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March 11, 2009

"Where's the Bone for Bernie Madoff?"

The title of this post is the title of this query by Jeralyn at TalkLeft.  The question reflects my own reaction when I hear that Madoff will be pleading guilty without the benefit of a plea agreement.  Here is part of Jeralyn's analysis:

[Madoff's lawyers have indicated he will plead] straight up to all 11 counts against him and receives no sentencing concession, no promises about non-prosecution of family members and no agreement that the Government's continuing investigation won't affect his wife and other family members' assets.

He's 70 years old. Even if he gets a 25 year sentence with good time, he's likely to die in prison. He's not going to a minimum security camp. So why is he pleading guilty? Are there secret agreements we don't know about?...

[W]ho agrees to start a life sentence at 70, when you can have another year or two at your luxurious Park Avenue abode in the company of your spouse and family, while awaiting trial?

It's not like the Government could give him any more time if he went to trial and lost.  What was he afraid of?  That he'd be sentenced to life plus cancer?

I don't get it.  I know he has smart, expensive, white collar lawyers, but who pleads a client to life in prison without a plea agreement, without concessions to family regarding their retention of assets or an agreement not to prosecute them?

I've uploaded the documents for those who want to read them:

There's got to be a bone for Bernie in here somewhere, but right now, I'm not seeing it.

Among the comments at TalkLeft are suggestions that, had Madoff done to trial or even forced the prosecution to start going forward more formally, more details of the fraud would have emerged to show that family and others were deeply involved in his fraudulent actions.  That theory makes sense to me, though I still find the lack of any kind of formal plea agreement to be surprising and notable in this case.

Some related Madoff posts:

March 11, 2009 at 03:12 PM | Permalink


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Madoff doesn't have a whole lot to bargain with.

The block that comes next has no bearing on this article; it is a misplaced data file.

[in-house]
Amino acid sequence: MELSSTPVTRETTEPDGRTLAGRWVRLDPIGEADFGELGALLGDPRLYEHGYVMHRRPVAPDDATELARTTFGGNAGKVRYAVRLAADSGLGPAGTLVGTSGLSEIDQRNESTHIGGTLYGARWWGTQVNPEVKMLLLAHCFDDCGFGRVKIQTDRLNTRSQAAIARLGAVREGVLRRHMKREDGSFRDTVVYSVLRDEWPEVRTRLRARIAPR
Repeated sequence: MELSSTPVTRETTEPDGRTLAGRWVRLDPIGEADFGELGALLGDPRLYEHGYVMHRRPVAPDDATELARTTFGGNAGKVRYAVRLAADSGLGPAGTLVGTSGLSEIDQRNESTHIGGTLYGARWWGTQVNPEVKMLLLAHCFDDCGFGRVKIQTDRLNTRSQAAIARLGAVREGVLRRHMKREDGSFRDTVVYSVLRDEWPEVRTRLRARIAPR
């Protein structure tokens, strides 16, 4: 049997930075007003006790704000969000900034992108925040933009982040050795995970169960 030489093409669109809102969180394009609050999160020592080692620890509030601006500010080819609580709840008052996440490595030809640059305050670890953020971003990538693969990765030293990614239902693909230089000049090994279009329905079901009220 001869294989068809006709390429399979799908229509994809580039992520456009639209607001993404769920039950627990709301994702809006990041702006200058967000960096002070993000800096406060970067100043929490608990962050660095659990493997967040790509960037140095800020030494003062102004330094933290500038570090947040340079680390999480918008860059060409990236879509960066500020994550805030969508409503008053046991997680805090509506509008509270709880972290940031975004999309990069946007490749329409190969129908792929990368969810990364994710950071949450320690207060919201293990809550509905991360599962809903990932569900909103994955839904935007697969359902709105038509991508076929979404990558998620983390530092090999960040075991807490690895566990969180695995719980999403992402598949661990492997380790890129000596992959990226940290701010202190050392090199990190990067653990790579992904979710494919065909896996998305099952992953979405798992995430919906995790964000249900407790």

His crime is sufficiently blatant (he didn't even attempt to trade stock with the money received, making it the purest of all Ponzi schemes as a paper trail would show), that he is certain to be convicted of something, and indeed, if prosecutors pushed it, one count of something per investor.

As noted, any sentence recommended by the sentencing guidelines, even with significant reductions, would probably leave him in prison for life. Minimum security probably is where he is headed -- penologically, a 70 year old who pleaded guilty and worked his whole life on Wall Street is a threat to no one. Of course, while in prison, he will be in no position to enjoy any of the money he might be able to retain, either way.

So, what is he sacrificing? A year or two of freedom pending trial.

What does he get? My guess is that the feds insisted that any plea bargain include cooperation in going after co-conspirators. If he pleas guilty, he retains husband-wife privilege and can also be as uncooperative as he wishes with impunity. What are they going to do? Find him in contempt and hold him in jail when he says "I don't remember" on the stand? Fine him, after his entire personal estate has been forfeited already?

By not cooperating at all, he may delay the process of causing the dots to be connected with regard to co-conspirators enough to run the fraudulent transfer statute of limitation saving some of his money.

I also wouldn't be surprised if he committed suicide shortly before his report to prison date, rendering the judgment for restitution against him void, and further postponing the process.

Posted by: ohwilleke | Mar 11, 2009 4:03:13 PM